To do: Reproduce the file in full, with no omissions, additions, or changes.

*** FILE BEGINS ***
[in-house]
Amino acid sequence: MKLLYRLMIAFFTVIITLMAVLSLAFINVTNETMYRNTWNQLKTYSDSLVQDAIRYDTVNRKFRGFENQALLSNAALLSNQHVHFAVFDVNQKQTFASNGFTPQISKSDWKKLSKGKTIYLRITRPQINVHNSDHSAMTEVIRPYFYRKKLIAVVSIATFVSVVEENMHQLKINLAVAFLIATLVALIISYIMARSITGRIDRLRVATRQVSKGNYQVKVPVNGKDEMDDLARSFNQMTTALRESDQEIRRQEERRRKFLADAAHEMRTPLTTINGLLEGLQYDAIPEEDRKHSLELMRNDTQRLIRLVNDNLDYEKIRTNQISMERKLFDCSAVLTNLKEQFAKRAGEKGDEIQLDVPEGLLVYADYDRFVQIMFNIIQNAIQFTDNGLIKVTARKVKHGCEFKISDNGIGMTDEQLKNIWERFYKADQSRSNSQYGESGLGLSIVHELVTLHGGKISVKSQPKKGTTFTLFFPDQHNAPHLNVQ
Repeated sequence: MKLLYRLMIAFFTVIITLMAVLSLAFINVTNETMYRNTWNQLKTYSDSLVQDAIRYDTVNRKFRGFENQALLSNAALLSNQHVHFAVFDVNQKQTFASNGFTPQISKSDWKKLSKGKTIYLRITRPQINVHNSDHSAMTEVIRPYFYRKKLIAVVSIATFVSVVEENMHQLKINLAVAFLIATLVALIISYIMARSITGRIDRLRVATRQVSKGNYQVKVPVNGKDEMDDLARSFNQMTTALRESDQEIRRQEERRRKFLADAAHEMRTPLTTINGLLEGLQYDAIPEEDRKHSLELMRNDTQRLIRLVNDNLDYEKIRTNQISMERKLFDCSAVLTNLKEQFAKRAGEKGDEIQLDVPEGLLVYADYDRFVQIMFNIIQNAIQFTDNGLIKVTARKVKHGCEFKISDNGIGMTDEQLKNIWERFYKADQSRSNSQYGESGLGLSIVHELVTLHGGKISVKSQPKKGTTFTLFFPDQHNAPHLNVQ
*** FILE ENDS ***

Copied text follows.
[in-house]
Amino acid sequence: MKLLYRLMIAFFTVIITLMAVLSLAFINVTNETMYRNTWNQLKTYSDSLVQDAIRYDTVNRKFRGFENQALLSNAALLSNQHVHFAVFDVNQKQTFASNGFTPQISKSDWKKLSKGKTIYLRITRPQINVHNSDHSAMTEVIRPYFYRKKLIAVVSIATFVSVVEENMHQLKINLAVAFLIATLVALIISYIMARSITGRIDRLRVATRQVSKGNYQVKVPVNGKDEMDDLARSFNQMTTALRESDQEIRRQEERRRKFLADAAHEMRTPLTTINGLLEGLQYDAIPEEDRKHSLELMRNDTQRLIRLVNDNLDYEKIRTNQISMERKLFDCSAVLTNLKEQFAKRAGEKGDEIQLDVPEGLLVYADYDRFVQIMFNIIQNAIQFTDNGLIKVTARKVKHGCEFKISDNGIGMTDEQLKNIWERFYKADQSRSNSQYGESGLGLSIVHELVTLHGGKISVKSQPKKGTTFTLFFPDQHNAPHLNVQ
Repeated sequence: MKLLYRLMIAFFTVIITLMAVLSLAFINVTNETMYRNTWNQLKTYSDSLVQDAIRYDTVNRKFRGFENQALLSNAALLSNQHVHFAVFDVNQKQTFASNGFTPQISKSDWKKLSKGKTIYLRITRPQINVHNSDHSAMTEVIRPYFYRKKLIAVVSIATFVSVVEENMHQLKINLAVAFLIATLVALIISYIMARSITGRIDRLRVATRQVSKGNYQVKVPVNGKDEMDDLARSFNQMTTALRESDQEIRRQEERRRKFLADAAHEMRTPLTTINGLLEGLQYDAIPEEDRKHSLELMRNDTQRLIRLVNDNLDYEKIRTNQISMERKLFDCSAVLTNLKEQFAKRAGEKGDEIQLDVPEGLLVYADYDRFVQIMFNIIQNAIQFTDNGLIKVTARKVKHGCEFKISDNGIGMTDEQLKNIWERFYKADQSRSNSQYGESGLGLSIVHELVTLHGGKISVKSQPKKGTTFTLFFPDQHNAPHLNVQ